When I finished high school I moved into a house full of record nerds that were older than me so that’s when everything opened up. While all this was happening I was still learning how to play guitar and practicing a lot and found what I really liked. I got really into the blues and discovered all these different kinds of music from all over the world and I was just really curious about everything.
Do you think the mindset of working on your singing over time is informed by the approach you took to learning guitar? Like, fingerpicking isn’t easy, there’s a lot of time spent repeating the same gesture. Do you think that’s carried over into how you think about your vocals?
Yeah, well it was a combination of things. I never like “practiced” singing. I never took lessons or did like an hour of la-la-la’s in a room or anything. For me, it was just about getting experience performing and getting better at projecting my voice, not being frightened to do it and just letting myself go. I think my singing improved with that kind of approach. Now that I’m playing with a full band I’m really interested in interplay with the other instruments and arranging songs for albums. I’ve kind of come full circle with the virtuosic approach and trying to simplify things. It was new to me to really think about song structure and not be overly complicated with that.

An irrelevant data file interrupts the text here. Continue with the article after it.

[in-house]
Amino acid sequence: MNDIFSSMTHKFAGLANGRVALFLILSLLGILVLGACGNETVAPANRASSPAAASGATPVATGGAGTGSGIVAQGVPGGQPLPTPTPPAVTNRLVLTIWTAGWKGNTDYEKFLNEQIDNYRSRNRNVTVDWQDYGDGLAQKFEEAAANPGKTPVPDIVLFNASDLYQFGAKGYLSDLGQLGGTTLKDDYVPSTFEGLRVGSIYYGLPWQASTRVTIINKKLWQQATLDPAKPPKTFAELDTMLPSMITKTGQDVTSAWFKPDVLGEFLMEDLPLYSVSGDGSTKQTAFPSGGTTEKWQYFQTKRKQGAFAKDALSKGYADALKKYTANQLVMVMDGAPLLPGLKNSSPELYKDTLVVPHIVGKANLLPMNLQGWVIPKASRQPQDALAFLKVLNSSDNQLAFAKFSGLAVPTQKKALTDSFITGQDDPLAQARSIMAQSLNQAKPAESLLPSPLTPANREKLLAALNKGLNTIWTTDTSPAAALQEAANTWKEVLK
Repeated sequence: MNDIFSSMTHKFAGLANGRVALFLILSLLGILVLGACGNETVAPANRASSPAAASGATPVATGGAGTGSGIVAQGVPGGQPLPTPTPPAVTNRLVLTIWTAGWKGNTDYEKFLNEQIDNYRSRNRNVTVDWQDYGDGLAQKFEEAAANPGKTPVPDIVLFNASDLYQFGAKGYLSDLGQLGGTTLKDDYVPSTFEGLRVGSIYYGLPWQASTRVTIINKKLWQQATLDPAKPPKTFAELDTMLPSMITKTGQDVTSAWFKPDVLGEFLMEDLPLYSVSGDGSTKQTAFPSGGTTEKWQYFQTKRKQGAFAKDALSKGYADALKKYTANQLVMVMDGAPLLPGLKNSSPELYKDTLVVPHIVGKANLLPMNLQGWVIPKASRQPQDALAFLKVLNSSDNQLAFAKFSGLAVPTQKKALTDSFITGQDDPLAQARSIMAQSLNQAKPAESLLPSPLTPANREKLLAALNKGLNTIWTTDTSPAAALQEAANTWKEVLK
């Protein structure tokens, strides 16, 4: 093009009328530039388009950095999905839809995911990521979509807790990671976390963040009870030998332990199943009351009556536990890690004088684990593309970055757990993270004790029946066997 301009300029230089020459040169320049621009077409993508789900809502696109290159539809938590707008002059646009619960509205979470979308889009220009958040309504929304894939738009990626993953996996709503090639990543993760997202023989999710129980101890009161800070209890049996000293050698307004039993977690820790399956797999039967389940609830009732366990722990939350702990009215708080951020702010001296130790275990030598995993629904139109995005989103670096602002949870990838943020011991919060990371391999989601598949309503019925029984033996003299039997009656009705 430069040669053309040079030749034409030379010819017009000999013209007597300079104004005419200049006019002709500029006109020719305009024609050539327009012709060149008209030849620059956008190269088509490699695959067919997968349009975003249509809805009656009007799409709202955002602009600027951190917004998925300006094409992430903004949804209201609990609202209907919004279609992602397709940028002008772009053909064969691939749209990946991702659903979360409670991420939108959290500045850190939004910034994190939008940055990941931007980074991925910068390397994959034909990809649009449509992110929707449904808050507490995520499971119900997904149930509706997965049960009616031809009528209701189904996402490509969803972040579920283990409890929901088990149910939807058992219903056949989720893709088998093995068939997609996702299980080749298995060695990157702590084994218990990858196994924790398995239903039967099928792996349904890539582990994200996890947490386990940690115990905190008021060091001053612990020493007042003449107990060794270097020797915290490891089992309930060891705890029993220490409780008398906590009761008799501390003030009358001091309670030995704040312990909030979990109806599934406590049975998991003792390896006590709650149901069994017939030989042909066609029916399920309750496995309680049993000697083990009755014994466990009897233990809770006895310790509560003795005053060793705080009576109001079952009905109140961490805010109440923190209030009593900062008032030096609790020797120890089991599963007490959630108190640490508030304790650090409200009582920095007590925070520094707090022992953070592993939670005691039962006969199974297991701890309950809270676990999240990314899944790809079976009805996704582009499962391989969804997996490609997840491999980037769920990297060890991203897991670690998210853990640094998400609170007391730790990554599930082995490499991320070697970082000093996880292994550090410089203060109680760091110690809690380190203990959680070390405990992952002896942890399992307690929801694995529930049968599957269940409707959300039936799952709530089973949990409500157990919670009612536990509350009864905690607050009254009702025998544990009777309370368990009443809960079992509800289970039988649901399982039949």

Looking at the new record, it’s almost studiously unshowy. It’s a lot more concerned with groove than what you might expect from a “technical guitarist”.
Well that’s somewhat intentional. I don’t want to be overly showy with some of that stuff. I’m just trying to make more concise songs and then think about a group of them in terms of an album.